It has been suggested that he go on holiday which he reluctantly does. Indeed, he spends a considerable amount of time pondering over whether he should go and, if he should, where he should go. We follow him as he drifts around, always unsure of what he is doing and why and where he is going. He also has something of a concern about leaving something behind when he moves on. But, eventually, he arrives at the island, not far from Dubrovnik. The arrival is not without incident. As the ship approaches there is clearly some disturbance, with the locals and the police running around. Is there a revolt? It turns out that a man who had murdered his family and had been incarcerated in a local asylum had escaped. He had fled to the port and even tries to board the ship.

Our hero does not do much, though remains somewhat disturbed and agitated. He writes to Anna and Elise, asking for a divorce from the former and proposing marriage to the latter. To his surprise, when he phones home a few days later, he learns from the maid that his wife and daughter have left for Brazil with Anna’s Spanish friend, leaving no message for him. He decides to return immediately to Paris but while making arrangements, he is struck by a young woman – another foreign woman as she is from Berlin – and follows her.

The rest of the book consists entirely of him wandering around the town and the island in what can best be described as a state of heightened anxiety, bordering on insanity. He passes by the travel agent where he was going to book his train journey back to Paris and had almost forgotten that he was going to book the ticket. No, God be praised, he says I will never be obliged to travel ever again.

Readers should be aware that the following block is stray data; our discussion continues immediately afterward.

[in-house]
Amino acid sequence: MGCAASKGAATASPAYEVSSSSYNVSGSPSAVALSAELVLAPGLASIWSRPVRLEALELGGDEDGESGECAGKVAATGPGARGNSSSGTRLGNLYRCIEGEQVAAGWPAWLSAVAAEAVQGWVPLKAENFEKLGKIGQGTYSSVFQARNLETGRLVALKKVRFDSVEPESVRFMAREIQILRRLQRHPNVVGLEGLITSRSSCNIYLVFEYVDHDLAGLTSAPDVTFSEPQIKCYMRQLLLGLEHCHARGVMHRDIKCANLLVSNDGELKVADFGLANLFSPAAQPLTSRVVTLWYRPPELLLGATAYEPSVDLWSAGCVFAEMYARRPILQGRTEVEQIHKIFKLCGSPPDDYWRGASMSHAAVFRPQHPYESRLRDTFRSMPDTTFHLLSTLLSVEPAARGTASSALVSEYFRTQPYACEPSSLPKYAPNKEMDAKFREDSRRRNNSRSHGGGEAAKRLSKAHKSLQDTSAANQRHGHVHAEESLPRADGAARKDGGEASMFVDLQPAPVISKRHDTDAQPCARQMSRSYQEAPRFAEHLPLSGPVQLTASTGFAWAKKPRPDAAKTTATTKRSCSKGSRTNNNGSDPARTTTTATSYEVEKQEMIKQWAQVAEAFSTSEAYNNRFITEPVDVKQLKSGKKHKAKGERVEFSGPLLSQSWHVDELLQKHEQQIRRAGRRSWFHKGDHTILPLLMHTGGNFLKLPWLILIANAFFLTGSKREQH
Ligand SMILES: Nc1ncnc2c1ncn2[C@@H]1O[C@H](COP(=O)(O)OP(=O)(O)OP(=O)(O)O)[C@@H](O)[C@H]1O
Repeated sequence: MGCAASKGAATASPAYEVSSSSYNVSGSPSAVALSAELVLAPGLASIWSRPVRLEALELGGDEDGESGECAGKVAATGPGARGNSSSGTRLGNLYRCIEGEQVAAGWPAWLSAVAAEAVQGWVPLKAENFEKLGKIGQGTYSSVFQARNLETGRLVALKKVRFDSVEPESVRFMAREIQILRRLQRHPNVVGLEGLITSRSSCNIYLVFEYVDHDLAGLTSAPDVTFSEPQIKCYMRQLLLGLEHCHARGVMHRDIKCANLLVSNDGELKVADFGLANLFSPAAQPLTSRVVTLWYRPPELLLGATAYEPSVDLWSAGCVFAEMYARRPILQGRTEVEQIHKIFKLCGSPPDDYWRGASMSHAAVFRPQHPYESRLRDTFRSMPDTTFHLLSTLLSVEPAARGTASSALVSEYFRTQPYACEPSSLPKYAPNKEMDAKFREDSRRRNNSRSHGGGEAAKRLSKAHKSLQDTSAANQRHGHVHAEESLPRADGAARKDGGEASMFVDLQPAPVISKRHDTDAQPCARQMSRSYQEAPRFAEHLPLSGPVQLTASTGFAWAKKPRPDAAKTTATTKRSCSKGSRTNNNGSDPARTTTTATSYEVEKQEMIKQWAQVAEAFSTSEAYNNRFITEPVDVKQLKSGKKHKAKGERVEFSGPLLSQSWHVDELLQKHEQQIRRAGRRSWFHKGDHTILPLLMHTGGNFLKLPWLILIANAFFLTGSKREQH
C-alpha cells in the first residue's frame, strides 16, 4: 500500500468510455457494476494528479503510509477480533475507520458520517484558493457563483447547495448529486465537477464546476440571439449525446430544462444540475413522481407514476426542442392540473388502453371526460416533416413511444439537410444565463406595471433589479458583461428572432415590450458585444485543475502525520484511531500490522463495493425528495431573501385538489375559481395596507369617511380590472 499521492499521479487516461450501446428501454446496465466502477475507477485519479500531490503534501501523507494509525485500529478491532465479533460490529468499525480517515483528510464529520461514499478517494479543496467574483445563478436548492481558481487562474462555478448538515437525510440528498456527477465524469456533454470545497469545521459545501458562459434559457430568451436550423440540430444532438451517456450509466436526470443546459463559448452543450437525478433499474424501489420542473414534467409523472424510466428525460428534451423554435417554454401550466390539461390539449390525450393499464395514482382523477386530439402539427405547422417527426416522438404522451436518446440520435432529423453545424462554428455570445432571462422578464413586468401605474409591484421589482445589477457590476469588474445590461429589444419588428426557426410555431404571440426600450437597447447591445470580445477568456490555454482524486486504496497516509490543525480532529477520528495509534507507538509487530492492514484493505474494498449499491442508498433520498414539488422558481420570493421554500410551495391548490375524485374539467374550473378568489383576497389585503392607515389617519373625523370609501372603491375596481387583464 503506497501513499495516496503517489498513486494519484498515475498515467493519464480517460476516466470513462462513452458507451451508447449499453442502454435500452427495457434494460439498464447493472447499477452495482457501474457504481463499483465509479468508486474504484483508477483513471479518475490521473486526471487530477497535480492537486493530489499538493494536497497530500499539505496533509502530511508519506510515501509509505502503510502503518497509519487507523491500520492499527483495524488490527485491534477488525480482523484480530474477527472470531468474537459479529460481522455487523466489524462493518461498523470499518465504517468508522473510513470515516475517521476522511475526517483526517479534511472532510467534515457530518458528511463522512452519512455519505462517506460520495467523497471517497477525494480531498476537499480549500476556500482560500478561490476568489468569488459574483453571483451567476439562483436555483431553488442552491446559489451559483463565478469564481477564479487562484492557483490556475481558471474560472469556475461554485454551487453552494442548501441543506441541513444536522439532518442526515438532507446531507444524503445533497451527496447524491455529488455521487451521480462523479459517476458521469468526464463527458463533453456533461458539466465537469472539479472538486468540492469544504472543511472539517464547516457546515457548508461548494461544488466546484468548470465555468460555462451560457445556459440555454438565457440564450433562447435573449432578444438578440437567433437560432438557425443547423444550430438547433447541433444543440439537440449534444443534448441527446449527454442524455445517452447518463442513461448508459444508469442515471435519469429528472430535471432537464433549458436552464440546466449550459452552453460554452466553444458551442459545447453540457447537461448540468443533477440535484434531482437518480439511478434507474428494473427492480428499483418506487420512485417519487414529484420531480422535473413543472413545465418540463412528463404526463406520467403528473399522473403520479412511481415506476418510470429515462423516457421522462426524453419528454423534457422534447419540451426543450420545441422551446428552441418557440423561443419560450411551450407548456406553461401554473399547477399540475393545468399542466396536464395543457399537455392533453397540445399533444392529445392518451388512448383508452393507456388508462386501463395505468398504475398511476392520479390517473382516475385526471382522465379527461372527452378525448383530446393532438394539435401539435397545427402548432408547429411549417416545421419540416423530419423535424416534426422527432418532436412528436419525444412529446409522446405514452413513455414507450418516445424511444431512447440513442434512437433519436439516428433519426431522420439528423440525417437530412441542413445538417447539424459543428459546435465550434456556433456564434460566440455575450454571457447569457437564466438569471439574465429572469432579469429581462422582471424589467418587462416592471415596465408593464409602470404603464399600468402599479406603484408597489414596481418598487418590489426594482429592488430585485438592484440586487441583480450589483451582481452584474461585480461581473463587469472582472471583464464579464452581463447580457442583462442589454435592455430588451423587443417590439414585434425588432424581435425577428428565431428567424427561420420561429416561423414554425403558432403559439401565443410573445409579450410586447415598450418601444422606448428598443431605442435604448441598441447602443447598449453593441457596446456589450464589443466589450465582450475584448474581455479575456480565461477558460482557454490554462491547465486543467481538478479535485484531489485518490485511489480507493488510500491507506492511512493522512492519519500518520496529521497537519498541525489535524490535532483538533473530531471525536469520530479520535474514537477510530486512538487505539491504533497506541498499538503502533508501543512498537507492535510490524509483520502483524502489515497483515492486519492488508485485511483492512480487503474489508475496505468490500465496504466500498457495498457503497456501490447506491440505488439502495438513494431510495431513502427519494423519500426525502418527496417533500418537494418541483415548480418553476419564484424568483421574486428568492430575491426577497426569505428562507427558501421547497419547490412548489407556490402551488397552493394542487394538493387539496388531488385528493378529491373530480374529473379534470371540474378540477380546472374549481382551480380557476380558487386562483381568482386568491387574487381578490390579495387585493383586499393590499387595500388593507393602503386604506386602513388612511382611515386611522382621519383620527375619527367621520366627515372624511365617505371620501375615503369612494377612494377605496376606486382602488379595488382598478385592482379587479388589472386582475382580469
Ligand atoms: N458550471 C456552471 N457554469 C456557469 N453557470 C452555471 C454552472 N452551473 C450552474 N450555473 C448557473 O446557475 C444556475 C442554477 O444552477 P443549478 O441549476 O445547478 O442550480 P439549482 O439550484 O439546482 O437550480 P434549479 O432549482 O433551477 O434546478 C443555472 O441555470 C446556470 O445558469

Something has clearly happened though we are not told what but can, eventually, more or less work it out. He surmises that maybe he will only get a small fine or, at worse, a couple of days in prison, the same sort of punishment for walking on a lawn you are not allowed to walk on or running over a chicken.

The focus of this book is almost entirely on Askenazi and what can best be described as his gradual descent into madness, prefigured by the man we saw at the port who has escaped from the asylum. He is clearly a man who likes, indeed, needs a very structured life and that structured life is shattered when he falls for Elise and goes off with her. His brain cannot cope with the disruption. He struggles to get it back but fails and the holiday, instead of helping, makes it even worse as it really pulls him out of routine, to the extent he can no longer manage even the normal things of life. I thought that with kisses and love and embraces, something could be arranged. But when this is no longer possible… When it is no longer possible, madness ensues.

First published in Hungarian 1934 by Nyugat
No English translation
First published in Catalan as L’Estranya in 2008 by Empúries
Translated by Sabina Galí
First published in French as L’Étrangère in 2010 by Albin Michel
Translated by Catherine Fay
First published in German as Die Fremde in 2005 by Piper
Translated by Heinrich Eisterer
First published in Italian as L’isola in 2007 by Adelphi
Translated by Laura Sgarioto
First published in Spanish as La extraña in 2008 by Salamandra
Translated by Mária Szijj and J.M. González Trevejo
Also translated into Korean and Polish